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# Correlation - PowerPoint PPT Presentation

Correlation. Review and Extension. Questions to be asked…. Is there a linear relationship between x and y? What is the strength of this relationship? Pearson Product Moment Correlation Coefficient (r) Can we describe this relationship and use this to predict y from x? y=bx+a

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## PowerPoint Slideshow about 'Correlation' - Audrey

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### Correlation

Review and Extension

• Is there a linear relationship between x and y?

• What is the strength of this relationship?

• Pearson Product Moment Correlation Coefficient (r)

• Can we describe this relationship and use this to predict y from x?

• y=bx+a

• Is the relationship we have described statistically significant?

• Not a very interesting one if tested against a null of r = 0

• Check scatterplots to see whether a Pearson r makes sense

• Use both r and r2 to understand the situation

• If data is non-metric or non-normal, use “non-parametric” correlations

• Correlation does not prove causation

• True relationship may be in opposite direction, co-causal, or due to other variables

• However, correlation is the primary statistic used in making an assessment of causality

• ‘Potential’ Causation

• -1 to +1

• As one variable increases/decreases, the other variable increases/decreases

• Positive covariance

• As one variable increases/decreases, another decreases/increases

• Negative covariance

• No relationship (independence)

• r = 0

• Non-linear relationship

• The variance shared by two variables

• When X and Y move in the same direction (i.e. their deviations from the mean are similarly pos or neg)

• cov (x,y) = pos.

• When X and Y move in opposite directions

• cov (x,y) = neg.

• When no constant relationship

• cov (x,y) = 0

Factors affecting Pearson r compared across different scales of measurement

• Linearity

• Heterogeneous subsamples

• Range restrictions

• Outliers

Linearity compared across different scales of measurement

• Nonlinear relationships will have an adverse effect on a measure designed to find a linear relationship

Heterogeneous subsamples compared across different scales of measurement

• Sub-samples may artificially increase or decrease overall r.

• Solution - calculate r separately for sub-samples & overall, look for differences

Range restriction compared across different scales of measurement

• Limiting the variability of your data can in turn limit the possibility for covariability between two variables, thus attenuating r.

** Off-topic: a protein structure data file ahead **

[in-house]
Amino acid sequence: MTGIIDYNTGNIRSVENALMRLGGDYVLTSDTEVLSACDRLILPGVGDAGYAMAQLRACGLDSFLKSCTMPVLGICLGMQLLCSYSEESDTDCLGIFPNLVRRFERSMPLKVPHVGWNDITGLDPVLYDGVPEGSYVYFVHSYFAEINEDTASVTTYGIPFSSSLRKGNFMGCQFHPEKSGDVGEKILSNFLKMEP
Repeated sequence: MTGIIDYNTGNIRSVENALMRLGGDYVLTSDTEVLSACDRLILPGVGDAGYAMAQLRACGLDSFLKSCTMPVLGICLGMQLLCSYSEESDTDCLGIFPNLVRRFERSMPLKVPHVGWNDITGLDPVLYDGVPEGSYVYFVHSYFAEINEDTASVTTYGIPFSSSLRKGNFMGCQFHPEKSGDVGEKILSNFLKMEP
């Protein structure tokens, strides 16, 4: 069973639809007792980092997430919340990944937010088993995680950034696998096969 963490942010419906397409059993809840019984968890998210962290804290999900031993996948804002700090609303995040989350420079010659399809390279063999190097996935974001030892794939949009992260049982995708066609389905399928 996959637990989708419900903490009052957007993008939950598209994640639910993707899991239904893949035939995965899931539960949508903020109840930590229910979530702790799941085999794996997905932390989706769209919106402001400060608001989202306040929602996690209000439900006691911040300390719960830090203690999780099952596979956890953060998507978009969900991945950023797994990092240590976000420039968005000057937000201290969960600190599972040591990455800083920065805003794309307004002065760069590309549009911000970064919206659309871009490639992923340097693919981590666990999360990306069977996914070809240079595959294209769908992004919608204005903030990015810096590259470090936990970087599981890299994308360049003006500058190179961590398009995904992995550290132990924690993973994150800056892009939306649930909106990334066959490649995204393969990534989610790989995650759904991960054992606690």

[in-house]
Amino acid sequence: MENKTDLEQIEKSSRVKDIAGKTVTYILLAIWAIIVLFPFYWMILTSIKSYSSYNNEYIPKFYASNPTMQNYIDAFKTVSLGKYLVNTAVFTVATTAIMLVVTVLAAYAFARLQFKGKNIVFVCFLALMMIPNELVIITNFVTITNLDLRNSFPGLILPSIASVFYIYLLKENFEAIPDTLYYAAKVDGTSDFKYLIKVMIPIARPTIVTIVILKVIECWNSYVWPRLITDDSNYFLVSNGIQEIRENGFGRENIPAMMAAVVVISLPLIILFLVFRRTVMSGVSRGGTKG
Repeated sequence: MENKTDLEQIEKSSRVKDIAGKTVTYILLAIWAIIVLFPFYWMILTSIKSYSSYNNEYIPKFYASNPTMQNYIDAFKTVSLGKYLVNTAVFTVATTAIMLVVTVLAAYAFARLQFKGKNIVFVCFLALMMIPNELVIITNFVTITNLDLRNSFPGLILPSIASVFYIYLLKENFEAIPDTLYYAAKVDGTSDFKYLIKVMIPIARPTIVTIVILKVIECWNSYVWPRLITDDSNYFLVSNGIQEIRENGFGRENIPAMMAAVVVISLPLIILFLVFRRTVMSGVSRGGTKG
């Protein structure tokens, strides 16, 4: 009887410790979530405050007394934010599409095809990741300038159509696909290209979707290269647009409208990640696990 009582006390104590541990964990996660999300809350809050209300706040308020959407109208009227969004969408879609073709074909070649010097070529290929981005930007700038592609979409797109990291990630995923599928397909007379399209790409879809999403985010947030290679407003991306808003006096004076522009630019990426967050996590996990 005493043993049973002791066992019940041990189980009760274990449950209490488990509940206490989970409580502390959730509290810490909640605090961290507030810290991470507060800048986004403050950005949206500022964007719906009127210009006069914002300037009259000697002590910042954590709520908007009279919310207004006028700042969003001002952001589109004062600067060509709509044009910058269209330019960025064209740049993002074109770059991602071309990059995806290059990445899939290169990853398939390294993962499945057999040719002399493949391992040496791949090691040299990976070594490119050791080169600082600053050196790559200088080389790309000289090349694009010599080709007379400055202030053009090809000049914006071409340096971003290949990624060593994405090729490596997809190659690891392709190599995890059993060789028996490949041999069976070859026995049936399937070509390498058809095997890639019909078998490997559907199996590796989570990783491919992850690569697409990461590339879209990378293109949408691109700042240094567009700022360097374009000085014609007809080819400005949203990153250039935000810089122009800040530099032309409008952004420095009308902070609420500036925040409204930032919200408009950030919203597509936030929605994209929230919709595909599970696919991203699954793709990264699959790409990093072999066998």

• Common example occurs with Likert scales

• E.g. 1 - 4 vs. 1 - 9

• However it is also the case that restricting the range can actually increase r if by doing so, highly influential data points would be kept out

Effect of Outliers compared across different scales of measurement

• Outliers can artificially and dramatically increase or decrease r

• Options

• Compute r with and without outliers

• Conduct robustified R!

• For example, recode outliers as having more conservative scores (winsorize)

• Transform variables

What else? compared across different scales of measurement

• r is the starting point for any regression and related method

• Both the slope and magnitude of residuals are reflective of r

• R = 0 slope =0

• As such a lone r doesn’t really provide much more than a starting point for understanding the relationship between two variables

Robust Approaches to Correlation compared across different scales of measurement

• Rank approaches

• Winsorized

• Percentage Bend

Rank approaches: Spearman’s rho and Kendall’s tau compared across different scales of measurement

• Spearman’s rho is calculated using the same formula as Pearson’s r, but when variables are in the form of ranks

• Simply rank the data available

• X = 10 15 5 35 25 becomes

• X = 2 3 1 5 4

• Do this for X and Y and calculate r as normal

• Kendall’s tau is a another rank based approach but the details of its calculation are different

• For theoretical reasons it may be preferable to Spearman’s, but both should be consistent for the most part and perform better than Pearson’s r when dealing with non-normal data

Winsorized Correlation compared across different scales of measurement